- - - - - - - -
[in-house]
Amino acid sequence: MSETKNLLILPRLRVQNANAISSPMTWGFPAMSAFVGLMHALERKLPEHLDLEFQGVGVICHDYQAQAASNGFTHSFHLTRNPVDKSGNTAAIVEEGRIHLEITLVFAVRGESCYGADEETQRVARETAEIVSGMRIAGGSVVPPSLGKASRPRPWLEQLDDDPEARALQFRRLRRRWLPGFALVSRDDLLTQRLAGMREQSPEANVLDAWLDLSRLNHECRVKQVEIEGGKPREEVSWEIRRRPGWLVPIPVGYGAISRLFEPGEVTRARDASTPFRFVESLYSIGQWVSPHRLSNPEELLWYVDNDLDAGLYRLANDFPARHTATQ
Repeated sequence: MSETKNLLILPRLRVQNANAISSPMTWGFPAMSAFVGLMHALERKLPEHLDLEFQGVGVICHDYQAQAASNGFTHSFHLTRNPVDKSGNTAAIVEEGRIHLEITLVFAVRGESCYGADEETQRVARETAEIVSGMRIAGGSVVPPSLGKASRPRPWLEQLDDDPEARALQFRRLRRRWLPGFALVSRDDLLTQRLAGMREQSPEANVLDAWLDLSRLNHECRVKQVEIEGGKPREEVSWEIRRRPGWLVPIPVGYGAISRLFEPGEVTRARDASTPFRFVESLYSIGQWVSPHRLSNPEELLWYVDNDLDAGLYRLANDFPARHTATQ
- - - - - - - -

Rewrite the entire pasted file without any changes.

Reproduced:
[in-house]
Amino acid sequence: MSETKNLLILPRLRVQNANAISSPMTWGFPAMSAFVGLMHALERKLPEHLDLEFQGVGVICHDYQAQAASNGFTHSFHLTRNPVDKSGNTAAIVEEGRIHLEITLVFAVRGESCYGADEETQRVARETAEIVSGMRIAGGSVVPPSLGKASRPRPWLEQLDDDPEARALQFRRLRRRWLPGFALVSRDDLLTQRLAGMREQSPEANVLDAWLDLSRLNHECRVKQVEIEGGKPREEVSWEIRRRPGWLVPIPVGYGAISRLFEPGEVTRARDASTPFRFVESLYSIGQWVSPHRLSNPEELLWYVDNDLDAGLYRLANDFPARHTATQ
Repeated sequence: MSETKNLLILPRLRVQNANAISSPMTWGFPAMSAFVGLMHALERKLPEHLDLEFQGVGVICHDYQAQAASNGFTHSFHLTRNPVDKSGNTAAIVEEGRIHLEITLVFAVRGESCYGADEETQRVARETAEIVSGMRIAGGSVVPPSLGKASRPRPWLEQLDDDPEARALQFRRLRRRWLPGFALVSRDDLLTQRLAGMREQSPEANVLDAWLDLSRLNHECRVKQVEIEGGKPREEVSWEIRRRPGWLVPIPVGYGAISRLFEPGEVTRARDASTPFRFVESLYSIGQWVSPHRLSNPEELLWYVDNDLDAGLYRLANDFPARHTATQ